I'm wondering how secure is to blur face in my photos? Is there any way to re-focus, or re-blur blurred object?


3 Answers 3


In short, yes and no. You can't completely remove blur but you can definitely revert some of the changes.

If you have a choice between blurring and blacking/whiting something out, go with the latter. Blurring essentially rounds and moves things around, and with the right algorithm for certain blurs information can be revealed. By adding a layer that can't just be removed, you've removed the possibility of somebody sorting the messed up information.

Remember, you want to leave your visitors with NO information, not blurred information.

Sure, a face might be nearly impossible, but why leave a chance? It's surprisingly easy to deconvolute an image now, and who knows what could happen in the future?

Faces will probably be fine if you do it correctly (use your brain and don't just barely blur something), but for sensitive information just black it out. The government doesn't blur sensitive papers, they use thick black lines to censor it.

See: Blurring Images Not So Secure, Can we technically un-blur images?, and Why blurring sensitive information is a bad idea

  • The government use thick black rectangle shapes in multi-layer PDFs. So we shouldn't be taking all their advice.
    – wizzwizz4
    Jul 12, 2016 at 16:19

Blurring removes high-frequency detail from an image (by applying a convolution that is essentially a weighted average of some kind). It is not possible to restore the original image from the blurred version,

However, it may be (usually is!) possible to restore a similar picture which has enough detail to be recognizable, and even if that is isn't possible, it may still be possible to derive sufficient information to be considered harmful, if the possible inputs are predictable enough. Worded differently, a "T" still produces a distinctly different "blob" than an "a" even if it is blurred beyond being readable, and while an "a" may produce the same blob as an "e", they are not equally likely to appear in the same context!

Simply scaling down a blurred picture of sufficiently high resolution (or thresholding it, or increasing contrast, or squinting your eyes) will usually give a surprisingly good picture that is not as unrecognizable as you might wish. Textual information (such as your credit card number) may be retrieved without being able to restore the original image simply based on the fact that character shapes are so distinct.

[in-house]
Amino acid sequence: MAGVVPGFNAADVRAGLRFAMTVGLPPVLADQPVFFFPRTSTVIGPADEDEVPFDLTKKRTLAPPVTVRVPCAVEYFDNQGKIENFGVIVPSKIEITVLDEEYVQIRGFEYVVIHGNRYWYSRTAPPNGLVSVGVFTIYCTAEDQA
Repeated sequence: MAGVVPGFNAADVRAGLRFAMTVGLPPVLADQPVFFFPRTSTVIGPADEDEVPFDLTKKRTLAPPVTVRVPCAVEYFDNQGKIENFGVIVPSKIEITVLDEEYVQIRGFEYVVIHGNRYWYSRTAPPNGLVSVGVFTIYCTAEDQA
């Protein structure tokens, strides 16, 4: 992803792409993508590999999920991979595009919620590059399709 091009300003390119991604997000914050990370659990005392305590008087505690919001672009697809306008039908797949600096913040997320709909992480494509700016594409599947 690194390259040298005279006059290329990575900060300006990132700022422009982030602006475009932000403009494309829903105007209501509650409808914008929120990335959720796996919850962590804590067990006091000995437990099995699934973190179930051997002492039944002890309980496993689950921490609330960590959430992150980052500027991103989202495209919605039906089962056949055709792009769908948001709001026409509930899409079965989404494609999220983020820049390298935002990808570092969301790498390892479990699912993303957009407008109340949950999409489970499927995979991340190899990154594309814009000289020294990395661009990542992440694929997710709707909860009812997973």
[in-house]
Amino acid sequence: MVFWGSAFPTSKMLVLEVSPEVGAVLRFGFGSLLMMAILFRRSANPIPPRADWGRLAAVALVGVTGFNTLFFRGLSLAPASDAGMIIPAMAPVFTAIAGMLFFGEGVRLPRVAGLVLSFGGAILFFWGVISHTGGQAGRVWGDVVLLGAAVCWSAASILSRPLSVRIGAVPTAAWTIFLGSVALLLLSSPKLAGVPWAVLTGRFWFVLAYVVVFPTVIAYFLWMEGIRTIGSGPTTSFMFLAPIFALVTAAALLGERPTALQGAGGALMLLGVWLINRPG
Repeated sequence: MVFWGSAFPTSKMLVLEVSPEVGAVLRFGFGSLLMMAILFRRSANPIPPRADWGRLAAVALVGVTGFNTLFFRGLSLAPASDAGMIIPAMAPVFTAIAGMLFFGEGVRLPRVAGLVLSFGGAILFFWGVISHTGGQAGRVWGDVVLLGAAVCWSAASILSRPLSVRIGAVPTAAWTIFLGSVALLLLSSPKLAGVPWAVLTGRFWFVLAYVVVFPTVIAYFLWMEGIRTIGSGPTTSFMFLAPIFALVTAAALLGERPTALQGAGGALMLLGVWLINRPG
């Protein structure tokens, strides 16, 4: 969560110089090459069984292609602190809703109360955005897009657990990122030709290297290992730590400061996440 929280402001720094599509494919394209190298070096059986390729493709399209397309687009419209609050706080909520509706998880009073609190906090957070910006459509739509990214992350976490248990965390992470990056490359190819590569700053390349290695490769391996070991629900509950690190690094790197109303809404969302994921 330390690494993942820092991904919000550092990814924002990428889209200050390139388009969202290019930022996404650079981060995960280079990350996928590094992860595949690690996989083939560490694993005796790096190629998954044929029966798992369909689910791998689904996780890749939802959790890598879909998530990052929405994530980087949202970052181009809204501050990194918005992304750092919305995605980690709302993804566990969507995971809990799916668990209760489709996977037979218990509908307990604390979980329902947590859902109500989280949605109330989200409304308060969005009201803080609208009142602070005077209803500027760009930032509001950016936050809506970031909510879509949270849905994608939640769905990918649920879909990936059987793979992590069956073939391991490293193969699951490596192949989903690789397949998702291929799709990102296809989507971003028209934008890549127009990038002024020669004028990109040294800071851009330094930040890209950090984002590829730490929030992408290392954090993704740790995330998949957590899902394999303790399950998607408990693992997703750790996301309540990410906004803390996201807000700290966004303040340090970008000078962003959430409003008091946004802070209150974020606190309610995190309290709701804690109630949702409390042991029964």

enter image description here

In this picture, two different convolutions are shown (a simple box filter and a gaussian filter, both with large radius). It is impossible to reconstruct the image on the left from either one because the high-frequency information has been discarded.
However, that isn't necessary at all. You can without any doubt still tell that it's the letters "AO" in either one.

Depending on what the input is and on how much you blur, this means blurring may be completely safe, kind of safe, or not safe at all.
Of course, black bars (or any other solid-color) overlay are more secure since they leave no information at all from which you could reconstruct or guess something. Unluckily, they are quite ugly whereas blurring usually looks somewhat natural and less disturbing.

  • 2
    He had already stated the input is a face.
    – Pacerier
    Feb 16, 2015 at 8:30
  • 4
    @Pacerier OP doesn't specify human face as opposed to typeface:-)
    – Jedi
    Jul 10, 2016 at 14:30

As a complement to the other answer, which focus on the "unblur" feasibility, keep in mind that depending on the software used to create the image files, some formats allow to store a thumbnail version of the image within the same file (this is the case for JPEG images). A common mistake would be to blur the face on the main image, but keep the thumbnail version clear => using the thumbnail would therefore allow to retrieve the original image (not in the same quality, but potentially high enough to recognize a face for instance).

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